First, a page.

Even at the end of Siskel's life, the best thing Ebert had to say about him was that he "did not hate him." I actually found it rather sweet. Siskel's spot was later filled by Chicago Tribune columnist Richard Roeper, who cultivated an equally interesting partnership with Roger.

People loved them and hated them; it's great to hear someone give shit to a movie you hate, and bring praise to a movie you love, but for most people, all bets are off when there's disagreement. I should know, I nearly lost faith when I saw that my favorite critic had given a negative review to Jurassic Park, my favorite movie. But I looked past it; reviews are subjective in the end. Not everyone would agree, there was a fiasco not too long ago where the aging critic openly stated that video games are not art, and the whole nerd world went into a tizzy. Ebert later defended his statements rather eloquently, saying that he meant no harm to his fanbase and no disrespect to video games, but that art is subjective by definition, and to him, a
medium that requires reward-based interaction cannot be art. Also, he was a 60 year old film critic, so what the fuck did everyone want him to say about video games?

Ebert and his associates very quickly found themselves to be staples of popular culture. Gene and Roger were parodied on SNL, Animaniacs, and The Muppets. But they embraced it, appearing as themselves in shows like The Critic and Bill Nye the Science Guy, where they told kids about the importance of eyeballs. They even inspired the films they reviewed. Ebert would lament that the "thumbs up, thumbs down" motif used in Gladiator would not have existed at the time because, of course, he was the one who invented it (in Roman arenas, a thumb in any direction meant death). They even inspired characters in the Roland Emmerich film Godzilla. Ebert was again disappointed, saying that the film would have been more enjoyable if his character had been killed off.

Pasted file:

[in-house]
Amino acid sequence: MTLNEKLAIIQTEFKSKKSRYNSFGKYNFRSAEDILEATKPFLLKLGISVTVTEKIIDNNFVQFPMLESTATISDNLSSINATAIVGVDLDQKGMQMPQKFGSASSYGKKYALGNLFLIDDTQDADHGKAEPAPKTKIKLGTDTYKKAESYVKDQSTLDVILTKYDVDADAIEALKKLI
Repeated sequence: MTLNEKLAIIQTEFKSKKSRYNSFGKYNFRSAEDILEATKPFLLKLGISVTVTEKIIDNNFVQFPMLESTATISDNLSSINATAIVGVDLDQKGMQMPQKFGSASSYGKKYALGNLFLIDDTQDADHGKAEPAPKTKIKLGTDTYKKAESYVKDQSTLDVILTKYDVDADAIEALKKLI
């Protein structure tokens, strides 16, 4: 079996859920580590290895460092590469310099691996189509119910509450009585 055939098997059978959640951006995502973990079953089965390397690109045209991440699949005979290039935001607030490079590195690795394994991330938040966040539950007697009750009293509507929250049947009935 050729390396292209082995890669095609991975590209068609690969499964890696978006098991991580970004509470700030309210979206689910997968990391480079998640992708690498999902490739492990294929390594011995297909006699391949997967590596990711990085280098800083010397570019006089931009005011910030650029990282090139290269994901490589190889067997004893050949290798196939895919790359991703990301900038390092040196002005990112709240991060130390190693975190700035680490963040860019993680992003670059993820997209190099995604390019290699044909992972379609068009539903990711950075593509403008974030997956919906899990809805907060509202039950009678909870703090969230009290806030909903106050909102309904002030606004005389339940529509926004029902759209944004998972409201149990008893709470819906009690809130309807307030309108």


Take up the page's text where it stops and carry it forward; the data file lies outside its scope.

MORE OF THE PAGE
I suppose the main takeaway from all this would be the effect the duo, and Ebert in particular, who became the first Film Critic to win a Pulitzer, had on popular culture. You can't be on the internet for more than ten minutes without coming across some sort of film review website or blog, an ocean in which I am a happy drop. It's paved the way for shows like the Nostalgia Critic and Half in the Bag, the latter of which is essentially At The Movies for a newer, more vulgar generation.

I never got the chance to meet him personally, but I can't help but feel I knew Roger, and not just because he once wrote an article about the intimate details of his sex life. Or that I read it. I can name his opinion on just about every movie, a fair amount of which gave me hope to defend my own opinions (if he likes the Star Wars Prequels and the Matrix Reloaded, then dammit I can too!). I know his favorite film of all time is Citizen Kane, and his least favorite is North.
But I had also followed his illness for some time, so when he announced his retirement from reviewing earlier this week, I feared the worst, like most. Initially, when the announcement came, I was not incredibly shocked. His last published words were, fittingly, "I'll see you at the movies."